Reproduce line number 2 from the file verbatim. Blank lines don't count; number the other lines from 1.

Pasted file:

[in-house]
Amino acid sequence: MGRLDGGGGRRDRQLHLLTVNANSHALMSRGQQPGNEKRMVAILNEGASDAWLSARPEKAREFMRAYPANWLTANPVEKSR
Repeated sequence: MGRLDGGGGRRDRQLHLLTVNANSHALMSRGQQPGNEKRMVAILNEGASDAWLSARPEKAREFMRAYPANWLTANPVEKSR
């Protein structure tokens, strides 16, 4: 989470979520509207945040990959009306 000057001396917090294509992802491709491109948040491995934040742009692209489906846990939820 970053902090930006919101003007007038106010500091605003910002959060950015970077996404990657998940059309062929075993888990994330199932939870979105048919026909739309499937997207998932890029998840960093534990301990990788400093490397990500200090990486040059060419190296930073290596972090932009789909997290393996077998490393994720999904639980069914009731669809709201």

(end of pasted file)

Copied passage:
Amino acid sequence: MGRLDGGGGRRDRQLHLLTVNANSHALMSRGQQPGNEKRMVAILNEGASDAWLSARPEKAREFMRAYPANWLTANPVEKSR